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What I Learned at Career Development Day

By Jay Johnson, a student at Southern Illinois University Edwardsville studying public relations, head of PR Development for her PRSSA chapter in the 2017-2018 school year. 

Before I attended Career Development Day, I didn’t have the confidence I needed going forward in my studies. I knew I wanted to study communications with an emphasis in public relations, but I wasn’t sure what career I could see myself pursuing. I’d been told that people in the public relations profession only do event planning, but after attending Career Development Day, I learned that is far from true. Career Development Day was a perspective-changing event for me.

Being a new PRSSA member, I had no idea what to expect when attending my first Career Development Day. I knew I’d be doing some networking and meeting some professionals, based on what I’d learned from my chapter’s previous meetings. I was very nervous, but I went into the event with an open mind and my best foot forward.

A breakfast of coffee and muffins was a perfect, well-needed way to begin the day. I sat with unfamiliar faces and met PRSSA members from several different chapters. In the middle of breakfast, a man in a very nice striped suit approached our table and mingled with us for a bit. Later I’d come to know him as David Grossman, CEO of The Grossman Group and our first keynote speaker.

The event began with a few words from Paul Spooner, PRSA St. Louis’ president-elect, welcoming us to the event. I remember thinking his energetic mood made for a great opener. His passion for PRSSA and Career Development Day made me excited for the day ahead. He seemed young but he also seemed experienced. I wondered how he established himself.

After Paul, David Grossman took the stage, and I was immediately fascinated. He talked about his journey to success and the speed bumps along the way. Talking about both his struggles and his triumphs made his journey relatable. Two statements he made will stick with me throughout my own journey to success. He focused on having respectful authenticity – being true to oneself while also being respectful towards others. He also talked about quiet courage – being courageous inside and composed on the outside. The cherry on top of his presentation was his gift to the attendees of copies of his book No Cape Needed: The Simplest, Smartest Steps to Improve How You Communicate by Leaps and Bounds.

Later we heard the story of Travis Sheridan, Executive Director of Venture Cafe, and it was just as moving as Grossman’s story. I began to wonder how the organizers of this event found these people! Travis came from a single-parent home. His journey began with selling rocks around his neighborhood. Yes, rocks! Throughout his journey, he failed time and time again, but he didn’t let his mistakes break him, he let those mistakes stop him. He decided that if he wasn’t dead, then his mistake couldn’t end him. His genuineness gave me hope that if I want success badly enough, against all odds, I can achieve my goals. I am not afraid to fail, knowing that my mistakes are not the end.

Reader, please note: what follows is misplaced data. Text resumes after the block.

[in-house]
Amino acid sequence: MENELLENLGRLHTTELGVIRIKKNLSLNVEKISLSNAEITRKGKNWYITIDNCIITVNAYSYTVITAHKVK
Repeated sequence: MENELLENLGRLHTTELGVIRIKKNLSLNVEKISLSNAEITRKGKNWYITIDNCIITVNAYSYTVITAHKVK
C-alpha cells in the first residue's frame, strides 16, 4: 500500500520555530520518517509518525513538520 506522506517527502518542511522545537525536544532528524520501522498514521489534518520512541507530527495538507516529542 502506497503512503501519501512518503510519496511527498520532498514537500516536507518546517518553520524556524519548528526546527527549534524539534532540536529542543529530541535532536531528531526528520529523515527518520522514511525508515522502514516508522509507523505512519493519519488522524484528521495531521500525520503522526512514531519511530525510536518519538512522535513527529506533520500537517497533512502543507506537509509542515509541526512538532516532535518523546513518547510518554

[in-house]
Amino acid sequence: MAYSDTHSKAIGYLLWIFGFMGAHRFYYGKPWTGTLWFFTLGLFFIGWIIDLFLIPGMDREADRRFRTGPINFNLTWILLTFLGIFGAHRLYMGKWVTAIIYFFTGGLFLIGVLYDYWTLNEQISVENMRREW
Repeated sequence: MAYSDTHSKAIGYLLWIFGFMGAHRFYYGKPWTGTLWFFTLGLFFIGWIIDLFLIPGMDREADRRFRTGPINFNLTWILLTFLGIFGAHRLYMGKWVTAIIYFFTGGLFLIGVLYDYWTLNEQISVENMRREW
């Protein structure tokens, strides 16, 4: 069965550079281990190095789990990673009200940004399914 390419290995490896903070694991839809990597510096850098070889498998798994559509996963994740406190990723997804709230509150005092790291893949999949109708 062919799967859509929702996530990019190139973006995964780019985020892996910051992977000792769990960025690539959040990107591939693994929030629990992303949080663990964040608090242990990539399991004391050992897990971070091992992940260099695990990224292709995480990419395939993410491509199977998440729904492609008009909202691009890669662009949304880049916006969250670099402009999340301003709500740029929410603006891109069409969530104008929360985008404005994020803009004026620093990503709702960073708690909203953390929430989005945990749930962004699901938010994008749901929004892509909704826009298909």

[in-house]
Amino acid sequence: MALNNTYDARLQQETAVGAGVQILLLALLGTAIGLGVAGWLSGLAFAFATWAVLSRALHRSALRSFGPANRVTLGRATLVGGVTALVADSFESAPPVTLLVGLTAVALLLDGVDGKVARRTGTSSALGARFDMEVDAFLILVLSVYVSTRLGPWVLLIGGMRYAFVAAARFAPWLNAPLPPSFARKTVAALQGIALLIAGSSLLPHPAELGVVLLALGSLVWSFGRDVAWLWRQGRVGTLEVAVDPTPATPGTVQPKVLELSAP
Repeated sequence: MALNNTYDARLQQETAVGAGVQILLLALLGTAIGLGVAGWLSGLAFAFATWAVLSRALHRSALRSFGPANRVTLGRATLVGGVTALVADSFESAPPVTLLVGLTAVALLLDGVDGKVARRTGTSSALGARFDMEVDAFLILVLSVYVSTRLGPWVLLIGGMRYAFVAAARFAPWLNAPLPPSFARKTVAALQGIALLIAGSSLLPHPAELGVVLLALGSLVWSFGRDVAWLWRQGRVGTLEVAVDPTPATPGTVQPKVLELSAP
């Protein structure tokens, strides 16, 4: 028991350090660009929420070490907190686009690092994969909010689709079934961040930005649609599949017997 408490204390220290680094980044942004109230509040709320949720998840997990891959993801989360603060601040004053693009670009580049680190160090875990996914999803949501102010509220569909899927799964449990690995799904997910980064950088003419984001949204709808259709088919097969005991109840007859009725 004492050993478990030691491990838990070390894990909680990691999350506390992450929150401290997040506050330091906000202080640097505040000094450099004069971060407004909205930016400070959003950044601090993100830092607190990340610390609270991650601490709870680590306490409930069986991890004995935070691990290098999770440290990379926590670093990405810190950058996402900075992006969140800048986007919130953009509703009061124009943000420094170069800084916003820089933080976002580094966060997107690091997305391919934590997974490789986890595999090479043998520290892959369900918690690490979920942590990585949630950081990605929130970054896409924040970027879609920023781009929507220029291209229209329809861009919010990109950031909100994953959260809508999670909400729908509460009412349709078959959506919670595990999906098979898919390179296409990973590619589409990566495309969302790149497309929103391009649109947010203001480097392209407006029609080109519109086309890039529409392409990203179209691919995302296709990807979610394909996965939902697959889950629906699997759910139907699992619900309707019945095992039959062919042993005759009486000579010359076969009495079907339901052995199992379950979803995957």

Career Development attendees heard the Career Advancement and the Real World panels. The Career Advancement Panel, moderated by Tressa Robbins, emphasized that further education will advance your career and help you gain expertise in multiple areas. The Real World Panel, moderated by Paul Spooner, stressed that even though we’re young, if we take advantage of the right opportunities, we can achieve any goal, and that also could help us gain credibility. 

We ended the day with Professional Round Tables, which resembled speed-dating. Instead of the “dating” part, we visited each table and learned about multiple careers in the communications field. Something that all communication professionals have in common is that, in each of their positions or jobs, they are the “jack of all trades.” Each of the table leaders had adapted to different environments and personalities, did multiple jobs and carried out multiple tasks daily. Each professional never let their educational degrees limit their opportunities.

Thanks to all of the professionals speaking at Career Development Day, I’m now confident that my career choice will not be limited. I may not know exactly what path I want to pursue just yet, but I know that I have plenty of options to choose from.


Jay Johnson is a student at Southern Illinois University at Edwardsville, studying public relations. She has been the president of Illinois Jobs for America’s Graduates, a business program, and is now involved with Public Relations Student Society of America. She will be the head of PR Development for her PRSSA chapter in the 2017-2018 school year. You can find her on Twitter @JinkyJayJohnson or on LinkedIn.


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